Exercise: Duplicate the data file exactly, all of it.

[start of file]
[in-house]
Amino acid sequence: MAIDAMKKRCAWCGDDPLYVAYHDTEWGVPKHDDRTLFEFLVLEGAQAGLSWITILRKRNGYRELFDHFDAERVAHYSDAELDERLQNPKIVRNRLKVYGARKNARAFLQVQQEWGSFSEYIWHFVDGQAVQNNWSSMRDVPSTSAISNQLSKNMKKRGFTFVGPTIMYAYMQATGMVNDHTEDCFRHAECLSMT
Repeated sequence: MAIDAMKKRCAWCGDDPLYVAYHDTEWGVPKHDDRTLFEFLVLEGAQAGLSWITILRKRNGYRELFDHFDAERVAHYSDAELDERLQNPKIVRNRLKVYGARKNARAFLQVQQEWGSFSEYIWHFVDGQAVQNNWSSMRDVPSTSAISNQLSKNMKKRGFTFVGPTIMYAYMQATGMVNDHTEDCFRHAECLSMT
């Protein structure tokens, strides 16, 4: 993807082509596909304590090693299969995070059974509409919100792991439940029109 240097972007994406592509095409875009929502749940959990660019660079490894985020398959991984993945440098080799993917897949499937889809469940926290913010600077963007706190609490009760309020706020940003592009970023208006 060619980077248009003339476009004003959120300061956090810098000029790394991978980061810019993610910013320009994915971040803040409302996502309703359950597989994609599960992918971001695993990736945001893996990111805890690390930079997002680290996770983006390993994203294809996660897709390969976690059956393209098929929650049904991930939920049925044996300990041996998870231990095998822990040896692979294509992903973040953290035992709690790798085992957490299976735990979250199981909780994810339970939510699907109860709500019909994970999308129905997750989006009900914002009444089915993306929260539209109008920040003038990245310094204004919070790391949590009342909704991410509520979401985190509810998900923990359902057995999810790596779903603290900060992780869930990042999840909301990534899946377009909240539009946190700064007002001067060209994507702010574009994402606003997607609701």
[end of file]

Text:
[in-house]
Amino acid sequence: MAIDAMKKRCAWCGDDPLYVAYHDTEWGVPKHDDRTLFEFLVLEGAQAGLSWITILRKRNGYRELFDHFDAERVAHYSDAELDERLQNPKIVRNRLKVYGARKNARAFLQVQQEWGSFSEYIWHFVDGQAVQNNWSSMRDVPSTSAISNQLSKNMKKRGFTFVGPTIMYAYMQATGMVNDHTEDCFRHAECLSMT
Repeated sequence: MAIDAMKKRCAWCGDDPLYVAYHDTEWGVPKHDDRTLFEFLVLEGAQAGLSWITILRKRNGYRELFDHFDAERVAHYSDAELDERLQNPKIVRNRLKVYGARKNARAFLQVQQEWGSFSEYIWHFVDGQAVQNNWSSMRDVPSTSAISNQLSKNMKKRGFTFVGPTIMYAYMQATGMVNDHTEDCFRHAECLSMT
């Protein structure tokens, strides 16, 4: 993807082509596909304590090693299969995070059974509409919100792991439940029109 240097972007994406592509095409875009929502749940959990660019660079490894985020398959991984993945440098080799993917897949499937889809469940926290913010600077963007706190609490009760309020706020940003592009970023208006 060619980077248009003339476009004003959120300061956090810098000029790394991978980061810019993610910013320009994915971040803040409302996502309703359950597989994609599960992918971001695993990736945001893996990111805890690390930079997002680290996770983006390993994203294809996660897709390969976690059956393209098929929650049904991930939920049925044996300990041996998870231990095998822990040896692979294509992903973040953290035992709690790798085992957490299976735990979250199981909780994810339970939510699907109860709500019909994970999308129905997750989006009900914002009444089915993306929260539209109008920040003038990245310094204004919070790391949590009342909704991410509520979401985190509810998900923990359902057995999810790596779903603290900060992780869930990042999840909301990534899946377009909240539009946190700064007002001067060209994507702010574009994402606003997607609701």